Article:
Stress and Inflammatory Bowel Diseases: Unraveling the Psychological Dimensions of IBD
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Inflammatory Bowel Diseases (IBD), encompassing Crohn’s disease (CD) and ulcerative colitis (UC), are characterized by chronic intestinal inflammation and a complex interplay of environmental factors, including diet and stress which can influence disease onset and progression. In this post, I will address bidirectional relationship between disease activity and mental health, the influence of stress, and the impact of stress responsiveness on ‘flare-ups’ of ulcerative colitis, and its connection to my own journey.
“Chronic engagement of the sympathetic nervous system can also increase intestinal permeability, a situation simplistically called a leaky gut in the lay press.”
The sympathetic nervous system is one of the branches of the autonomic nervous system. It activates the body’s “fight or flight” response during life threatening situation, but is engaged in more subtle ways in response to the wear and tear of our modern lives, as well as during physical stresses such as chronically recurring gut inflammation. In the blood, chronic stress can cause an inflammatory subtype of enteric glia, specialized cells in the gut that support and protect the nerves controlling gut functions. These glia recruit inflammatory monocytes (a subtype of immune cells) to the intestine via the colony stimulating factor 1, leading to inflammation. Chronic engagement of the sympathetic nervous system can also increase intestinal permeability, a situation simplistically called “leaky gut” in the lay press. This increase in permeability also leads to activation of the gut-based immune system when immune cells come in close contact with membrane components of gut microbes, triggering a cascade of inflammatory mediators that lead to inflammation in the gut and beyond. In other words, the chronic engagement of both arms of the stress system, the sympathetic nervous system and the glucocorticoid system, results in increased exposure of the gut’s immune and nervous system which favor an inflamed gut.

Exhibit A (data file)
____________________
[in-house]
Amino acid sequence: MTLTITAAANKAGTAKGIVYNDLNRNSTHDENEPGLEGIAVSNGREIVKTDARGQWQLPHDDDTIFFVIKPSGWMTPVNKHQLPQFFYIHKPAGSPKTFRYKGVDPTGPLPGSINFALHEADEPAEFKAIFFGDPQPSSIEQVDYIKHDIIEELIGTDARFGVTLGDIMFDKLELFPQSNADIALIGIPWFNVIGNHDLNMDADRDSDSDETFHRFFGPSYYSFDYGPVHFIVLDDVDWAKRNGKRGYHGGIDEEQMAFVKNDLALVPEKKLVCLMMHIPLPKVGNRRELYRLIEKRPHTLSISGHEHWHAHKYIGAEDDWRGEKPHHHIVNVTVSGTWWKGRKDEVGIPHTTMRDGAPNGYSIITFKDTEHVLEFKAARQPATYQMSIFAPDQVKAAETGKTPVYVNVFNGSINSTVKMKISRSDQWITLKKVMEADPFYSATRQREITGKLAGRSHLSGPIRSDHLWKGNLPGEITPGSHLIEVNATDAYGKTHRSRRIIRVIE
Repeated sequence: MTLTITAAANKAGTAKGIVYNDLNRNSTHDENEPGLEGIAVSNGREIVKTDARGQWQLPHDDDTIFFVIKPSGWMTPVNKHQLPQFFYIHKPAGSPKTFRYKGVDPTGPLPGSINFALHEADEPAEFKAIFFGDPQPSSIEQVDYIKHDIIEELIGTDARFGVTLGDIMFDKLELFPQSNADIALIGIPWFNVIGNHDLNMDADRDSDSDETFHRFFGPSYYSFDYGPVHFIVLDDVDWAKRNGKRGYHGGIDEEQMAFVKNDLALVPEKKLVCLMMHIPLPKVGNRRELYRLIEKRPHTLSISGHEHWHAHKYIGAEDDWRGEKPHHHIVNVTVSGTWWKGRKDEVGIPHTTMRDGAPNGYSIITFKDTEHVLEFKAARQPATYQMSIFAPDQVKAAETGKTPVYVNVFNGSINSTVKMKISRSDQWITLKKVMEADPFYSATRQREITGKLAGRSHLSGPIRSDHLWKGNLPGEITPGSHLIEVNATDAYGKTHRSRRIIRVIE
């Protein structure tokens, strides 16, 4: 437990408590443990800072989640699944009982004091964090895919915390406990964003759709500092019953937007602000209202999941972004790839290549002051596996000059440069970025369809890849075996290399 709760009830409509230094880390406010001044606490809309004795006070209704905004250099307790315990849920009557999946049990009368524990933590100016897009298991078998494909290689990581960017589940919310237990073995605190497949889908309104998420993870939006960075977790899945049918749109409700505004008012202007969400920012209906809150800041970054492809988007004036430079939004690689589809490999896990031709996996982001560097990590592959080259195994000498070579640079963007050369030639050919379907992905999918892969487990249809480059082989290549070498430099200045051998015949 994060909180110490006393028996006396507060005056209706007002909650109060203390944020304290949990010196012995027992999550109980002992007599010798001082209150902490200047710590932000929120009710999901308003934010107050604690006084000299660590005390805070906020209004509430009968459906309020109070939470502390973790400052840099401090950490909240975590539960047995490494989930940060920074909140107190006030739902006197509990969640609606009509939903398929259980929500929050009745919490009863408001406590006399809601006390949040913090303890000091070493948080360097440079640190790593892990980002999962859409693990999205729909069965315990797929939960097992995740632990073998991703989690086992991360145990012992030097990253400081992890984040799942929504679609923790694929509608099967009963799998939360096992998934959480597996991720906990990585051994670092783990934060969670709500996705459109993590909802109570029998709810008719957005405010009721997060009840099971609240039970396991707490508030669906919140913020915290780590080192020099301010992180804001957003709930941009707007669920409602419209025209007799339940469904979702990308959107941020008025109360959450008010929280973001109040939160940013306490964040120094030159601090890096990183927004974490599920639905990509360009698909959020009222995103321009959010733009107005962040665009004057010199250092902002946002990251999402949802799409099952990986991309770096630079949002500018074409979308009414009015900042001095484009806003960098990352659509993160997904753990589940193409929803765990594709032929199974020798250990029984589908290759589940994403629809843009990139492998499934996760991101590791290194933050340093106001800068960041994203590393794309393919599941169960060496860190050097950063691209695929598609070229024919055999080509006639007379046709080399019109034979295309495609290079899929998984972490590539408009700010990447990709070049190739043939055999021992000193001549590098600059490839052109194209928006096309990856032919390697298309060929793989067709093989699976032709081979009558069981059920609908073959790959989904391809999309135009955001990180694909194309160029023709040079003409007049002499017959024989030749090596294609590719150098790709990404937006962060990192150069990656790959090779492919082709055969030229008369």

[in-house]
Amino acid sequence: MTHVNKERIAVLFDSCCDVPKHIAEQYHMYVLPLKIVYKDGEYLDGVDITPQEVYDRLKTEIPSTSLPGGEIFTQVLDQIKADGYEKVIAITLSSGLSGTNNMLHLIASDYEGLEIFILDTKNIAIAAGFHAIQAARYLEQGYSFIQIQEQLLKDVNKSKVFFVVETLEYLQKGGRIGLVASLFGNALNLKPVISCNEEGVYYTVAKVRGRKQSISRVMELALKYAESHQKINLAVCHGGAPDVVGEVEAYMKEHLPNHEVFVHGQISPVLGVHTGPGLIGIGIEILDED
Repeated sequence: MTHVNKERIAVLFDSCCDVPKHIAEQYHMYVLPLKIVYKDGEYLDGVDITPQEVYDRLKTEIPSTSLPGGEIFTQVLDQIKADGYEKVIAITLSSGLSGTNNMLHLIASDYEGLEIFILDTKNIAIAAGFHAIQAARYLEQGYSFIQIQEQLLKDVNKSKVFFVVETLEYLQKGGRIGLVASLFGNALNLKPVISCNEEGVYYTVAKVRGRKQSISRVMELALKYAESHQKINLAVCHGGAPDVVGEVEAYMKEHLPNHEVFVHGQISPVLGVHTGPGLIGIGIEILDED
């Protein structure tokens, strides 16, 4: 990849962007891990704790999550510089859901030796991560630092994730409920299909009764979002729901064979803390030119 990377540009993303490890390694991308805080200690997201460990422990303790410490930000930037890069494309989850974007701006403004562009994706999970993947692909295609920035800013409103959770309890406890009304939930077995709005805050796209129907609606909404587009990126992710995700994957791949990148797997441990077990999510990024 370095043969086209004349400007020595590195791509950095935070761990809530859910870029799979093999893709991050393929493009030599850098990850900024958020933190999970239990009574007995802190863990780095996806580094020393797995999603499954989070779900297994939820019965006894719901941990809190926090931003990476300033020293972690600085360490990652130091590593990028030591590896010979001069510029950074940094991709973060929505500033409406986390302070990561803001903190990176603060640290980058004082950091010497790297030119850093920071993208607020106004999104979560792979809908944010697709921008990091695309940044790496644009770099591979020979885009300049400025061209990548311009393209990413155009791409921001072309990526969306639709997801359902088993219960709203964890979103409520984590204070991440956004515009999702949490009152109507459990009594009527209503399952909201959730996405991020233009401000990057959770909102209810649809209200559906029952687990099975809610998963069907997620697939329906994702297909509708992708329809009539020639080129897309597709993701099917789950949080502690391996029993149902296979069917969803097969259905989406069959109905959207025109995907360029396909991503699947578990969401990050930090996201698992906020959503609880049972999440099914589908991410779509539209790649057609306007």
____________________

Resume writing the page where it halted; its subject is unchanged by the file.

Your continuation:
“…Bernstein’s research shows that childhood socioeconomic status is able to influence host resistance to infectious illness in adulthood, highlighting the long-term effect of early-life stressors on health outcomes.”
Research by Charles Bernstein’s research group at the University of Winnipeg has highlighted the profound relationship between high perceived stress and subsequent symptomatic flare-ups in IBD patients. Statistical analyses has indicated that only high-perceived stress was associated with an increased risk of flare. In other words, their study suggested that it is not the objective stress level encountered by the patient, but the subjective perception of stressful life events. His research emphasized the importance of considering stress management approaches for IBD patients, suggesting that timely stress reduction interventions might be as critical as medication currently used to treat active symptoms. Additionally, Bernstein’s research shows that childhood socioeconomic status is able to influence host resistance to infectious illness in adulthood, highlighting the long-term effect of early-life stressors on health outcomes. This effect was independent of adult socioeconomic status and is consistent with animal research revealing that experiences early in life impact stress responsiveness later in life.
“…higher stress resilience and lower stress responsiveness is associated with fewer IBD flares.”
Laurie Keefer’s research group recently published a report demonstrating that high resilience in IBD patients was independently associated with lower disease activity and better quality of life in patients with IBD, and fewer IBD surgeries in patients with Crohn’s disease. The authors concluded that resilience may be a modifiable factor which can be used to stratify patients with IBD into those with poorer outcomes. Even though not tested in their study, their findings seem to support the concept that higher stress resilience and lower stress responsiveness is associated with fewer IBD flare ups.
Beyond psychological vulnerabilities, stress perception significantly influences IBD progression and severity. For instance, a recent study of ulcerative colitis patients performed by investigators in the Division of Digestive Diseases at UCLA found a 3.6-fold increase in odds of clinical flares in patients with high perceived stress and associated increased stress perception.
“It was only when I started changing my perspective towards stress and began practicing mindfulness that I saw a difference.”
On a personal note, as someone who has been living with UC firsthand, I can attest to the profound impact of psychological stress on my symptoms. College and life pressures often exacerbated my condition. It was only when I started changing my perspective towards stress and began practicing mindfulness that I saw a difference. Connecting with others who had IBD, both online and in person, provided me with a sense of community and hope. It helped me navigate the challenges and uncertainties of living with UC. One notable and trusted resource is the Crohn’s and Colitis Foundation, which provides information on one’s condition, the importance of diet and nutrition, events to meet others with IBD, and much more.